Editorial: District 59's tough call to eliminate school fees
An Elk Grove Village-based school board did the unexpected this week when it eliminated material and instructional fees for the 2016-17 school year.
To be clear, elementary District 59 is not among Illinois school districts that impose excessive fees -- $35 a year for half-day kindergarten, $55 for full-day kindergarten through fifth grade, and $65 for 6th through 8th grade puts them in the middle of the pack.
Subtract low-income families eligible for fee waivers, and altogether District 59 will leave about $235,000 on the table next year.
Proponents say the decision is about making a free public education truly free.
But it is also an obvious act of generosity. Sixty-three percent of District 59's student body falls below the poverty line. For those families, and more so the families who come perilously close to the poverty line but don't cross it, a savings of $55 per child is not insignificant.
Is this the beginning of the end for school fees, a major irritant for parents who are frequently charged hundreds of dollars every fall at registration for their children's "free" public education?
Hardly. Nor do we advocate fees be entirely wiped away. We've said it before -- there's sense in making users pay for select costs instead of charging all taxpayers for everything. And supplies aren't getting cheaper -- just look at the laptops purchased for students each year.
But the District 59 action reminds us that it is easy to let fees get out of hand at a time when the number of poor families in the suburbs is rising.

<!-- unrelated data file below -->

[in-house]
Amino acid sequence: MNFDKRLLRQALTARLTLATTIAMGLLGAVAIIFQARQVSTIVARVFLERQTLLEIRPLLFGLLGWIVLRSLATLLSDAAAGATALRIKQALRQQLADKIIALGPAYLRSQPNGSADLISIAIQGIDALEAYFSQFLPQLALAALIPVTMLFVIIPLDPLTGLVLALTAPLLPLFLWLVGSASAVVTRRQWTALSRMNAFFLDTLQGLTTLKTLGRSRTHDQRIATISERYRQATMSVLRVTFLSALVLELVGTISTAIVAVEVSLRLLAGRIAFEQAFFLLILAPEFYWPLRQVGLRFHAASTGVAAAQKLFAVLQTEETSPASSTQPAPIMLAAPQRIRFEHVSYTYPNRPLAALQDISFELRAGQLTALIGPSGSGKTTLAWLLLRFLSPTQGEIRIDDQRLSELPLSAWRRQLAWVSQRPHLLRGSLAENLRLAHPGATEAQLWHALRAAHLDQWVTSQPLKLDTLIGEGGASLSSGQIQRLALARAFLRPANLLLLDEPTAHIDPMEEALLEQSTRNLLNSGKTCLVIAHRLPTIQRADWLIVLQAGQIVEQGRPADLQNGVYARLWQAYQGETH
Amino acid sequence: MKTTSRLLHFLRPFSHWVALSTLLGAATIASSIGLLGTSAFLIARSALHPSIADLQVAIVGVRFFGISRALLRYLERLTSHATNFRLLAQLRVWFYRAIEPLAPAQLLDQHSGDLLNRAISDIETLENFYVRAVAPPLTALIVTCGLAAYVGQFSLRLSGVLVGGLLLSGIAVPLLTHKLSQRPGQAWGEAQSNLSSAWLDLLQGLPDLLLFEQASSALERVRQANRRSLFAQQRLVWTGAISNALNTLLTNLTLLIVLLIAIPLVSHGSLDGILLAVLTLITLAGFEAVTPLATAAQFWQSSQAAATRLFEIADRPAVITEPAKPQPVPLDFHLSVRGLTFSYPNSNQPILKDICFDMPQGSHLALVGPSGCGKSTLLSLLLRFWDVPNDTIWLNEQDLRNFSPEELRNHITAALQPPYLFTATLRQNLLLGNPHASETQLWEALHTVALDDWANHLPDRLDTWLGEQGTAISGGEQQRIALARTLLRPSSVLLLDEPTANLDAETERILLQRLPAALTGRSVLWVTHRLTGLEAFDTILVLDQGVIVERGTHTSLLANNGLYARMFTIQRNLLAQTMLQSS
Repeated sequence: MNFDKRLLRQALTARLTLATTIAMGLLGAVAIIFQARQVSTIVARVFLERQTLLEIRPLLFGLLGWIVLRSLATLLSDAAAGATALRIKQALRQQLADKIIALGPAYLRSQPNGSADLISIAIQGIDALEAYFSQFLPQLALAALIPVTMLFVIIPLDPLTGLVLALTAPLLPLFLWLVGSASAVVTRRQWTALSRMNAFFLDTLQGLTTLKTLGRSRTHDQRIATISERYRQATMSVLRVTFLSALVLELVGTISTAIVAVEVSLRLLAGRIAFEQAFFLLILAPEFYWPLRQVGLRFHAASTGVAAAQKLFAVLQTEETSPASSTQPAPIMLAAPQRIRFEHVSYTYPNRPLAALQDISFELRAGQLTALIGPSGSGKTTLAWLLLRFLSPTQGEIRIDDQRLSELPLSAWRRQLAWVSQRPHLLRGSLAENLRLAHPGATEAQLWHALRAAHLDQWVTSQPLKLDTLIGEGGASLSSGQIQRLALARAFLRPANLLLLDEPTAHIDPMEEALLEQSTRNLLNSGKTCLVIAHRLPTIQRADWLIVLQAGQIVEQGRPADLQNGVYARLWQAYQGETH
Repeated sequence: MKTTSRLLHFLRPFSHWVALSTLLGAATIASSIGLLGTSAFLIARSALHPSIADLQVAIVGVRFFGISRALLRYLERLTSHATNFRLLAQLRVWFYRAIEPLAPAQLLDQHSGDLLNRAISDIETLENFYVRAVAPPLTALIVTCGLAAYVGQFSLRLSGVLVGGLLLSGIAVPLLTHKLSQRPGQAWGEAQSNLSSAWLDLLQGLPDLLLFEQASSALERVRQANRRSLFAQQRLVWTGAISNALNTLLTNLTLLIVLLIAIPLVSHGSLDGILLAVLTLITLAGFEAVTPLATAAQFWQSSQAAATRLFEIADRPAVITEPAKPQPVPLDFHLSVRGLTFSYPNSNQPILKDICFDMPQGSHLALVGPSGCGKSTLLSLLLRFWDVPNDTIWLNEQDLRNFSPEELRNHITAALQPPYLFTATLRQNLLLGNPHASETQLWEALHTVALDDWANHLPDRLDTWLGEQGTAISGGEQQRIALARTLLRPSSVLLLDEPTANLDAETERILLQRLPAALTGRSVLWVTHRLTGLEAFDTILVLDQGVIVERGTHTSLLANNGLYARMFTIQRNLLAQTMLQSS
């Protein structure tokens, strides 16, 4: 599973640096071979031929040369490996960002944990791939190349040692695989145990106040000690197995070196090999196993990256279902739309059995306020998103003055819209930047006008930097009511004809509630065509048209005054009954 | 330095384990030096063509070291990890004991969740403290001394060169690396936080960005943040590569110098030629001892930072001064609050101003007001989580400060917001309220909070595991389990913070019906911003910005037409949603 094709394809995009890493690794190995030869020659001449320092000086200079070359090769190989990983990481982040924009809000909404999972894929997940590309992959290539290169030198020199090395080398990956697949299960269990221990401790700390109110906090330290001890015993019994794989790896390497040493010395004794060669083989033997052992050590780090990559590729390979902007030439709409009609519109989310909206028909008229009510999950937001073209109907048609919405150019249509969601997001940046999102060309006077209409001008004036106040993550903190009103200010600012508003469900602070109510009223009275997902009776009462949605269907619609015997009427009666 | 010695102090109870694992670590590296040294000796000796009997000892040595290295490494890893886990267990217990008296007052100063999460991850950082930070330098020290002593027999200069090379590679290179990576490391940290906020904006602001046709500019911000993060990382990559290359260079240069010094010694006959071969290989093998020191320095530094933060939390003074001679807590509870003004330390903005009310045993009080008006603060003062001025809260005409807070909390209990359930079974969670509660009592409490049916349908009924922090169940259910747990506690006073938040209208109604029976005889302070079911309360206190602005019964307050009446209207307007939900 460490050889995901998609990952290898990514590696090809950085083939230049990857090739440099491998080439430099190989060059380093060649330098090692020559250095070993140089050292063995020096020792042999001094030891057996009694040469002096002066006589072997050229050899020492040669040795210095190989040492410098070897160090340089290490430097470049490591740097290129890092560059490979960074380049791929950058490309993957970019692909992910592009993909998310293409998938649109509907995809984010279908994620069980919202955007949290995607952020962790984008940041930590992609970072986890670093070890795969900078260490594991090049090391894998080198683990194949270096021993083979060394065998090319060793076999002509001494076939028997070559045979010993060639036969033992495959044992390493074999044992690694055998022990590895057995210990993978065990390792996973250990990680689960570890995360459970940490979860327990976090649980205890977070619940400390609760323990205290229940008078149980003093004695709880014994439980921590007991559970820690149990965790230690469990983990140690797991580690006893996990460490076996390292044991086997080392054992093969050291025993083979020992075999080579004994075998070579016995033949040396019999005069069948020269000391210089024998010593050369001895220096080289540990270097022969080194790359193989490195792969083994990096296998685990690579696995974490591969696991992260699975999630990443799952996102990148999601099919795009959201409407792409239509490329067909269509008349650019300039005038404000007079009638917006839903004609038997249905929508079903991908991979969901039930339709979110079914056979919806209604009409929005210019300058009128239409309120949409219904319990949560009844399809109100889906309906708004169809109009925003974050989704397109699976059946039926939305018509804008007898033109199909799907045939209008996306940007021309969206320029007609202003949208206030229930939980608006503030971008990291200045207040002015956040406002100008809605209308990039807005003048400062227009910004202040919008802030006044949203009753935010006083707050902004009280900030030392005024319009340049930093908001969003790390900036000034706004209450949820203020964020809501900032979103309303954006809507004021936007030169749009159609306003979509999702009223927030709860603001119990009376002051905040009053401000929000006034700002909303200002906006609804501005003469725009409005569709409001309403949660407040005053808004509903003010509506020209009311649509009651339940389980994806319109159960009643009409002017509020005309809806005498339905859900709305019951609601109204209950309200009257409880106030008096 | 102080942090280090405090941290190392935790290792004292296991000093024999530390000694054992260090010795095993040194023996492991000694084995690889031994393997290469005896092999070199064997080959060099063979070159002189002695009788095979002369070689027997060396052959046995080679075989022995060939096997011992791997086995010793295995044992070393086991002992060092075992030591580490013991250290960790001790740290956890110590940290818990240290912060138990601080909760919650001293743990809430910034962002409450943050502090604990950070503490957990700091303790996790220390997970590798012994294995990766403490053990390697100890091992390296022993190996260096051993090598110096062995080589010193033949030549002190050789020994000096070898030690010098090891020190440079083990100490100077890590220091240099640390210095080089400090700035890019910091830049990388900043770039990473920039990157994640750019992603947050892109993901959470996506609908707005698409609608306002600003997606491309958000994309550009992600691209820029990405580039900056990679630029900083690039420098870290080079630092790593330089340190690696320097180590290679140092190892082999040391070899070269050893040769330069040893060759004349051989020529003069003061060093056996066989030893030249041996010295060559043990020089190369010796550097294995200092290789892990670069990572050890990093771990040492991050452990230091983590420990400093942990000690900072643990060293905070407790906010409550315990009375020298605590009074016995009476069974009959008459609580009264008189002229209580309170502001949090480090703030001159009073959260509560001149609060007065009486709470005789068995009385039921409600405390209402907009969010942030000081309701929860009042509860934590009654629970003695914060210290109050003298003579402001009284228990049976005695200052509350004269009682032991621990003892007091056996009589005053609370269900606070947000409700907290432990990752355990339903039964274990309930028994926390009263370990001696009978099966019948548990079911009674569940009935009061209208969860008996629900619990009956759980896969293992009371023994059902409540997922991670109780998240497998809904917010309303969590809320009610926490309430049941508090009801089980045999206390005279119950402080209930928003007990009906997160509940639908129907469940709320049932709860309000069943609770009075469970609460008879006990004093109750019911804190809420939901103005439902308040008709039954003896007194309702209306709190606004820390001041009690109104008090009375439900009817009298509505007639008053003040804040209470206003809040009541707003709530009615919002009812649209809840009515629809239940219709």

As we learned last summer in our Generations at Risk series, in 2014 more than half of Illinois public school kids were considered low-income, up from 39 percent a decade before. In Elgin Area Unit District U-46, the number of low-income students nearly doubled in 10 years; in Indian Prairie Unit District 204 (Naperville, Aurora) 18 percent of its students are low-income, ranking it 20th in Illinois. A decade ago, it didn't crack the top 100.
"We as a community have collectively promised our children they will receive an education that is of sound quality, enriching in its experience, and ... public and free," said District 59 board member Sunil Bhave. "Instructional materials are essential to providing a high-quality education so to assess a fee in this manner (tells) the community that our district will not abide by that promise."
The decision to do away with fees was supported by the slimmest of margins, 4-3. The board could easily look at the bottom line next year and reinstate them.
Either way, District 59 has started a conversation that other suburban school districts should take up. How much is too much in fees? Only individual school boards, whose members know their communities, can decide for themselves.